[2] In recent years, much attention has been given to the Arctic because of its sensitivity to climate change. Evidence of change has been seen at an accelerating rate over the last decade or more. Surface temperatures, though scarce in the Arctic, show a 1°C–2°C increase over the last 20 years [Rigor et al., 2000]. During this period, Arctic sea ice extent has decreased by an average of 15%–20% [Serreze et al., 2007]. Dramatic reduction in the thickness of the remaining sea ice has also been measured over the last decade [Kwok and Rothrock, 2009]. The decrease in sea ice extent and subsequent increase in open water will have two immediate effects: (1) an increase in the surface fluxes of heat and moisture from the ocean to the atmosphere and (2) a marked decrease in the surface albedo. The first effect will tend to cool the ocean and moisten and warm the atmosphere, possibly leading to changes in cloud properties such as coverage, vertical structure, phase, and optical depth. The second effect will allow more solar radiation to be absorbed at the surface, thereby heating the ocean. These combined effects could have implications for regional climate and larger-scale weather patterns as well. Changes in cloud properties could have profound effects on radiative balance. For instance, Shupe and Intrieri [2004] found that cloud longwave (LW) and shortwave forcing were related to cloud fraction based on yearlong measurements over pack ice during Surface Heat Budget of the Arctic (SHEBA). Furthermore, they found that an increase in cloud fraction will impart greater surface warming relative to current conditions for most of the year, except for a few weeks in midsummer when the shortwave cooling dominates LW warming.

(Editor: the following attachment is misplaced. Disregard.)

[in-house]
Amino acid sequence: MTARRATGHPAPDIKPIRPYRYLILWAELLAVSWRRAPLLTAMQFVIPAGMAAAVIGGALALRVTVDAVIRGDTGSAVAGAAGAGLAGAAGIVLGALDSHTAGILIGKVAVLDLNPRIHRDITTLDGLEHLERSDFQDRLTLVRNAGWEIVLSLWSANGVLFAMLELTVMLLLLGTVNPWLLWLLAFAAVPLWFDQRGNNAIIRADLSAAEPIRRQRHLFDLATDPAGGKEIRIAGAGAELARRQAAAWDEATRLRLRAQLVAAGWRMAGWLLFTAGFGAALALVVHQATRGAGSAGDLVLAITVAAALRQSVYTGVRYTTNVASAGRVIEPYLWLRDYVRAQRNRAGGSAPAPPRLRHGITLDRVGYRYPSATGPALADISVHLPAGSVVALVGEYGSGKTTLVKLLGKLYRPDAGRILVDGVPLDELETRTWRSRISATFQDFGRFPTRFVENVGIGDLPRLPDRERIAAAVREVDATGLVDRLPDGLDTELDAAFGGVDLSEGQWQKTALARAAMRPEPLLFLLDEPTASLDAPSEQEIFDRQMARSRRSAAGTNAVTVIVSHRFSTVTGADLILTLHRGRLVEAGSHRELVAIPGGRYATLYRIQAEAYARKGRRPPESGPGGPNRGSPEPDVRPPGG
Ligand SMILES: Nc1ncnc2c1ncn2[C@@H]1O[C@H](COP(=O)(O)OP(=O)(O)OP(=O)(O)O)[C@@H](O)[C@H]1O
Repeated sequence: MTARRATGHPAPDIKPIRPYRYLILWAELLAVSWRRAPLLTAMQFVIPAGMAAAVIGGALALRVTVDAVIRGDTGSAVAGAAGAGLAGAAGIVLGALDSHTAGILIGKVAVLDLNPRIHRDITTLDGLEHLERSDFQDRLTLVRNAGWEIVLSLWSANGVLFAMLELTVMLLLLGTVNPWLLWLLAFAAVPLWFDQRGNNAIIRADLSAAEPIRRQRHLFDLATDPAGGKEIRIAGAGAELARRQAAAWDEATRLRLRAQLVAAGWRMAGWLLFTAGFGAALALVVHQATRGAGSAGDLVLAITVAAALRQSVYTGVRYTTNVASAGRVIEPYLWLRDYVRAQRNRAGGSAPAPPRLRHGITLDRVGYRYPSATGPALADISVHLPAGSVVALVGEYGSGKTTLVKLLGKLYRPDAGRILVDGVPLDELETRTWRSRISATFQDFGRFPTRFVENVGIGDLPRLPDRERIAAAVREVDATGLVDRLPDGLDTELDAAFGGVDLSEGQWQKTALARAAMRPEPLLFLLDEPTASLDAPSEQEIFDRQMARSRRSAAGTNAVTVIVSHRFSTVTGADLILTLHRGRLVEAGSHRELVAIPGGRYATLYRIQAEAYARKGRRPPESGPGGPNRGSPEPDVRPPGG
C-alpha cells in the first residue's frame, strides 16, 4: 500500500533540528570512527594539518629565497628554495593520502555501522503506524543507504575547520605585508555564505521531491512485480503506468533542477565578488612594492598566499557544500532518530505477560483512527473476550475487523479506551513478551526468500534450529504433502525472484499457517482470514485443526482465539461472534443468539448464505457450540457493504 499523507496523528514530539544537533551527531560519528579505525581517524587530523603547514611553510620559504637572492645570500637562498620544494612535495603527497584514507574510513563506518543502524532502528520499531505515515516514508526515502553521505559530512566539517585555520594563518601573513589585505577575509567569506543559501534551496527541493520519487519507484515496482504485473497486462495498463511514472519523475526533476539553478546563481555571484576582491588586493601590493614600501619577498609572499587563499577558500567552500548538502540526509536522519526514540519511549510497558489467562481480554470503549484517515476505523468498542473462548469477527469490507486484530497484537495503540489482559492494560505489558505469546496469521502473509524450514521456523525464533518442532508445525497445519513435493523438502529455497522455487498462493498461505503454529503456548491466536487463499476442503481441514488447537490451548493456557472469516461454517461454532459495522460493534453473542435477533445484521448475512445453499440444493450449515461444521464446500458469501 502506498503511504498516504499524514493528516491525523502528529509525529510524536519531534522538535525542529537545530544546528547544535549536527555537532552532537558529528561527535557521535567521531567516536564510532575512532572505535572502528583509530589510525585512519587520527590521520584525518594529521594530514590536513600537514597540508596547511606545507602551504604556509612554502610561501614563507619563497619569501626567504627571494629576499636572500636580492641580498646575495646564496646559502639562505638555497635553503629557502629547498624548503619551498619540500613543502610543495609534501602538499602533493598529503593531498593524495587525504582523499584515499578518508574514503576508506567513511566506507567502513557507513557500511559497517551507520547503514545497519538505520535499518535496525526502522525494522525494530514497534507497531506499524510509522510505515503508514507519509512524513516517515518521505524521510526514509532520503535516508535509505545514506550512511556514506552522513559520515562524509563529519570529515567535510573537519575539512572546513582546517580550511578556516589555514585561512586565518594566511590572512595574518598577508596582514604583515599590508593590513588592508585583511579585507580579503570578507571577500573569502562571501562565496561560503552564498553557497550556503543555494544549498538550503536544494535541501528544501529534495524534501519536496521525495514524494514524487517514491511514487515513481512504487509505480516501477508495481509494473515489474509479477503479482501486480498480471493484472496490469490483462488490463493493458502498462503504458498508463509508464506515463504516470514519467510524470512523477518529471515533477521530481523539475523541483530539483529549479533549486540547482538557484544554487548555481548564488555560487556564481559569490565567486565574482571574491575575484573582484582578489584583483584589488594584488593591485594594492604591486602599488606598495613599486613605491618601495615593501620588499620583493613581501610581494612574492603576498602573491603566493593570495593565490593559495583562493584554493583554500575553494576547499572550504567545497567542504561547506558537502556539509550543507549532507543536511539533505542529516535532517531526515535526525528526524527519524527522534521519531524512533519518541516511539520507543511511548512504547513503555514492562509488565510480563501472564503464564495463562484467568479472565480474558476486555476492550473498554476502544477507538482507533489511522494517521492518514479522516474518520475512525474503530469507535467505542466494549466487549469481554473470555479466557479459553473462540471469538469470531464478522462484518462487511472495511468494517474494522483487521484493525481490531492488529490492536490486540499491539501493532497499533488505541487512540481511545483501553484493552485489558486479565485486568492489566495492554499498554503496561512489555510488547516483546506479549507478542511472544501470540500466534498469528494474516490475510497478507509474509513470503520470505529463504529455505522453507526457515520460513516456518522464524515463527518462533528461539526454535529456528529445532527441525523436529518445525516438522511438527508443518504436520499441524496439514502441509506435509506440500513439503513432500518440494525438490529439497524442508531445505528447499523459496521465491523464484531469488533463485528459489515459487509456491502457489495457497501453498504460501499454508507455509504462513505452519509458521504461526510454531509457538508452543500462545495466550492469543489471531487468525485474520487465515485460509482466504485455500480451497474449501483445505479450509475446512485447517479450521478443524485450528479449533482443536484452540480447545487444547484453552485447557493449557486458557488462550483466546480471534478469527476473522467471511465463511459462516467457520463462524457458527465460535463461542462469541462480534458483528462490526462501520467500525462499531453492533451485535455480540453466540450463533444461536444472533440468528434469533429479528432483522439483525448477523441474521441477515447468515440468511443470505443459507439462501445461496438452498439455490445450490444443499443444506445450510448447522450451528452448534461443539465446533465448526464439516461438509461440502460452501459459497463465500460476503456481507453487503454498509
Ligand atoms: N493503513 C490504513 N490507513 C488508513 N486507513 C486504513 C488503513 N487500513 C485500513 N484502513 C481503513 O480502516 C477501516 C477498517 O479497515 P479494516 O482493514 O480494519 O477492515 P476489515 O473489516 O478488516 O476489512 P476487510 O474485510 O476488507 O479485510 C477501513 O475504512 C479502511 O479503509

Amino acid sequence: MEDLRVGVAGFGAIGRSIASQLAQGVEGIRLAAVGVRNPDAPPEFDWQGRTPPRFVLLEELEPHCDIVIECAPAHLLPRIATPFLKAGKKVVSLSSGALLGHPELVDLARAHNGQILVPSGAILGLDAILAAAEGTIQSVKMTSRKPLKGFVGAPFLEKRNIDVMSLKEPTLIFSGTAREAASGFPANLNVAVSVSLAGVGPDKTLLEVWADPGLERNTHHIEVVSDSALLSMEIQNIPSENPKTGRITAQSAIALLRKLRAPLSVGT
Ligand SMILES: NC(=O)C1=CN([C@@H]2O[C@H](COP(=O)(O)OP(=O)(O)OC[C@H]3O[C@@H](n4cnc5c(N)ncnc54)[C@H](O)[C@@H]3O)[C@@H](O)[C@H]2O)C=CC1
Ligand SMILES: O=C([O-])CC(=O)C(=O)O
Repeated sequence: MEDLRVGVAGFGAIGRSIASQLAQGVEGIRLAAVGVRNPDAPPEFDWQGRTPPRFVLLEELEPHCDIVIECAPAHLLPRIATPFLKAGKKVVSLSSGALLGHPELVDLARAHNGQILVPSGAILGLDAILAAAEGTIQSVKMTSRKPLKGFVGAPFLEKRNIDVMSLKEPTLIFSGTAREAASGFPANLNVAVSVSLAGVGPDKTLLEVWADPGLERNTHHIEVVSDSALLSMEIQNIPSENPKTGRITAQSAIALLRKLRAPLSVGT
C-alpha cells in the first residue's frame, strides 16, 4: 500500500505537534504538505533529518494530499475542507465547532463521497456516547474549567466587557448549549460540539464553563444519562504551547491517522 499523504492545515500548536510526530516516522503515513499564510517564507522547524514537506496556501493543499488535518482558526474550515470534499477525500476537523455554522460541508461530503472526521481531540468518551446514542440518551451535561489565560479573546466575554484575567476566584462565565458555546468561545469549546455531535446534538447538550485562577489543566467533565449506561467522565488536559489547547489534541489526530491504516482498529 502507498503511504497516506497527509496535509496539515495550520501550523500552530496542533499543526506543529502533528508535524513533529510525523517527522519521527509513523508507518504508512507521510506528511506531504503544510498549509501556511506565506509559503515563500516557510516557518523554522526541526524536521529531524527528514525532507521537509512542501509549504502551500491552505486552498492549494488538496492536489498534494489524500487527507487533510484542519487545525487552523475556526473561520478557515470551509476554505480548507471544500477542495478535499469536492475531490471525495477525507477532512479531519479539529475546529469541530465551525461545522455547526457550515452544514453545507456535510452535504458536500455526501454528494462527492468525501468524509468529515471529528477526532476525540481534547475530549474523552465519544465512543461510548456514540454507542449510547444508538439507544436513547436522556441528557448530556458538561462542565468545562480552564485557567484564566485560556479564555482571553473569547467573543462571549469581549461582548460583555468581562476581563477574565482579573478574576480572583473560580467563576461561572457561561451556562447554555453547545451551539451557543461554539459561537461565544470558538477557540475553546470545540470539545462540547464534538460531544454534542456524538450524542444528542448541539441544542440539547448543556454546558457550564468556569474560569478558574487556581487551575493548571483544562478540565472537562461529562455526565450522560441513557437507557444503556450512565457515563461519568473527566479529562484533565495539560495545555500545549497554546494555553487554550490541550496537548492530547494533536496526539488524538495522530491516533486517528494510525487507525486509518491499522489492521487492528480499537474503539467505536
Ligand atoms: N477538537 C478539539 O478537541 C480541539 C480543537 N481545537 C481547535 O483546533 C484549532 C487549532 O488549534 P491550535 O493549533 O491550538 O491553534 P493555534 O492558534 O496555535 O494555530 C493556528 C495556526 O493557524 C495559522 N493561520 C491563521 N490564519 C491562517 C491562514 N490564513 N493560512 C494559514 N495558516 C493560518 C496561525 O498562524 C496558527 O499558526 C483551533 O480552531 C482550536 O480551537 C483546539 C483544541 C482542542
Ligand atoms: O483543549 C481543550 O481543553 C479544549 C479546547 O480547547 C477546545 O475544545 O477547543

[3] In addition to regional changes in clouds and radiative forcing, a number of studies, both theoretical [Deser et al., 2007; Alexander et al., 2004] and observational [Francis et al., 2009], have found connections between Arctic sea ice extent and general circulation and precipitation patterns. Francis et al. [2009] show that there are measurable effects of decreased summertime Arctic sea ice extent on surface pressure and precipitation in the following autumn and winter including locations far from the Arctic. Presumably, these effects may in some way be related to the increased fluxes of heat and moisture from the surface to the atmosphere [Bhatt et al., 2008]. However, the exact cause of these effects is not fully known. Obviously, the changes in sea ice extent and thickness now ongoing in the Arctic warrant a close examination of its effect on the atmosphere and on recent polar cloud trends.